We have gotten the word that we might be able to move into the new house as early as the end of next week. This makes us very happy. But it's also consuming a lot of our time, since we have been driving out to the site at least once a day. Each visit shoots the bottom out of an hour, at the very least. But there are a lot of important processes going on and there's no other way to stay on top of it.
The excavation man has managed to turn ten truckloads of fill into a pretty big driveway that for the first time in history meets up with the floor of the garage:
The slope is a little steeper than I would have liked, but such is life when building on hills, I suppose. Especially little bitty hills. From the road, it really helped break up the silhouette of the garage:
But we worry about erosion. We have already been talking to a landscaper about what to plant on that slope to stabilize it. The timing is good, we have another five or six months before "rainy season", with its awesome summer electrical storms and torrents of cistern-filling rain. So we have time to stabilize it all a bit using drip irrigation.
There were plenty people working on the house yesterday. Tiling the bathrooms, preparing the garage floor for finishing, painting trim, and these guys were a pleasant surprise. They were getting ready to pour some concrete steps to make it easy to exit the patio. That wasn't in the drawing, so its a nice extra touch.
We were especially happy to see the tin roof team finishing up there in the background, as well.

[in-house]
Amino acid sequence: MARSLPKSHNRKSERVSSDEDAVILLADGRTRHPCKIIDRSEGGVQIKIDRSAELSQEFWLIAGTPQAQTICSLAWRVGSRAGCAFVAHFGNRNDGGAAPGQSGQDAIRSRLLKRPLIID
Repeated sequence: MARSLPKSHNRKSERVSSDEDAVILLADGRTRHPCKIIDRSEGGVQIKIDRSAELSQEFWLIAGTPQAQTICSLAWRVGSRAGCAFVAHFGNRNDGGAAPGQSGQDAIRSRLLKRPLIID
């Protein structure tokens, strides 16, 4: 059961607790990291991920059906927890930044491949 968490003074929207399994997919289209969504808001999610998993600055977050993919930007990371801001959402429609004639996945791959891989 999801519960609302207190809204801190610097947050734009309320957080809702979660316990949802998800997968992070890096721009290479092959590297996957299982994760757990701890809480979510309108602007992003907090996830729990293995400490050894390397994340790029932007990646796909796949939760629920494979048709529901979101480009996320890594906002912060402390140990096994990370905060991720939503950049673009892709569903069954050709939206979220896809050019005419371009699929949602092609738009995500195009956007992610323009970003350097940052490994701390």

I tried to do a little two-picture mosaic of the top of the garage. I suppose I should use the term "Sunset Deck", since that's what it's more or less been called on the plans.
I am still struggling with putting together these shots and not getting the 'fisheye' distortion. That far wall really is straight, and the horizon really does not show the curvature of the earth. This is the area where we think we want some kind of tiki-bar, or similar. We have been thinking of building something out of massive driftwood logs. I have also wondered about something Tex-Mex, with adobe arches, beams for a ceiling, something that looked like it was designed in Santa Fe or Taos. Or more of a Pacific Mexico kind of look. Just a thought.
You know, some nice place to sit at the end of the day with friends, break out some ice cubes and a charcoal grill, and watch these sunset things:
Later in the year the sun moves further north, and sets in the water among the small islands to the right of where it is right now. Still, now ain't bad.
So, anyway, please bear with us if house-related photos seem to be in preponderence over the next few posts. Its the biggest thing going on with us right now. We do have a couple boat trips to make over the next few days, too. Those are usually good for some fresh tropical-looking photos.